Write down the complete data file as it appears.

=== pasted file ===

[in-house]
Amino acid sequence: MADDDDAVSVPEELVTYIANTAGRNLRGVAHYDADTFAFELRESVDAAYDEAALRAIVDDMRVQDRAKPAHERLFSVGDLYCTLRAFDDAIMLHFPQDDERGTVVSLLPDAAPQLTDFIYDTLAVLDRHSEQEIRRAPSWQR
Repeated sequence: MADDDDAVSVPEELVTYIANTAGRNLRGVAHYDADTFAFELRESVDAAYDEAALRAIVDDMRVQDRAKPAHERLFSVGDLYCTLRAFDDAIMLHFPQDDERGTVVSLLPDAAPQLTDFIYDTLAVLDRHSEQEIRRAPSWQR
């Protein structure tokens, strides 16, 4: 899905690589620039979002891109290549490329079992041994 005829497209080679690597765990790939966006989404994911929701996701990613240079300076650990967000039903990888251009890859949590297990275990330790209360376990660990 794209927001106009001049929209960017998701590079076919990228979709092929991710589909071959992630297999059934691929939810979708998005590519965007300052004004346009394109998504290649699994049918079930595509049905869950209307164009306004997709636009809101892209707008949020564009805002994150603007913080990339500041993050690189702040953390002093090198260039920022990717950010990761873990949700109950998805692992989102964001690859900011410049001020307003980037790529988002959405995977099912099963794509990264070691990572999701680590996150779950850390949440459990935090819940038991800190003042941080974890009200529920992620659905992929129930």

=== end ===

[in-house]
Amino acid sequence: MADDDDAVSVPEELVTYIANTAGRNLRGVAHYDADTFAFELRESVDAAYDEAALRAIVDDMRVQDRAKPAHERLFSVGDLYCTLRAFDDAIMLHFPQDDERGTVVSLLPDAAPQLTDFIYDTLAVLDRHSEQEIRRAPSWQR
Repeated sequence: MADDDDAVSVPEELVTYIANTAGRNLRGVAHYDADTFAFELRESVDAAYDEAALRAIVDDMRVQDRAKPAHERLFSVGDLYCTLRAFDDAIMLHFPQDDERGTVVSLLPDAAPQLTDFIYDTLAVLDRHSEQEIRRAPSWQR
């Protein structure tokens, strides 16, 4: 899905690589620039979002891109290549490329079992041994 005829497209080679690597765990790939966006989404994911929701996701990613240079300076650990967000039903990888251009890859949590297990275990330790209360376990660990 794209927001106009001049929209960017998701590079076919990228979709092929991710589909071959992630297999059934691929939810979708998005590519965007300052004004346009394109998504290649699994049918079930595509049905869950209307164009306004997709636009809101892209707008949020564009805002994150603007913080990339500041993050690189702040953390002093090198260039920022990717950010990761873990949700109950998805692992989102964001690859900011410049001020307003980037790529988002959405995977099912099963794509990264070691990572999701680590996150779950850390949440459990935090819940038991800190003042941080974890009200529920992620659905992929129930």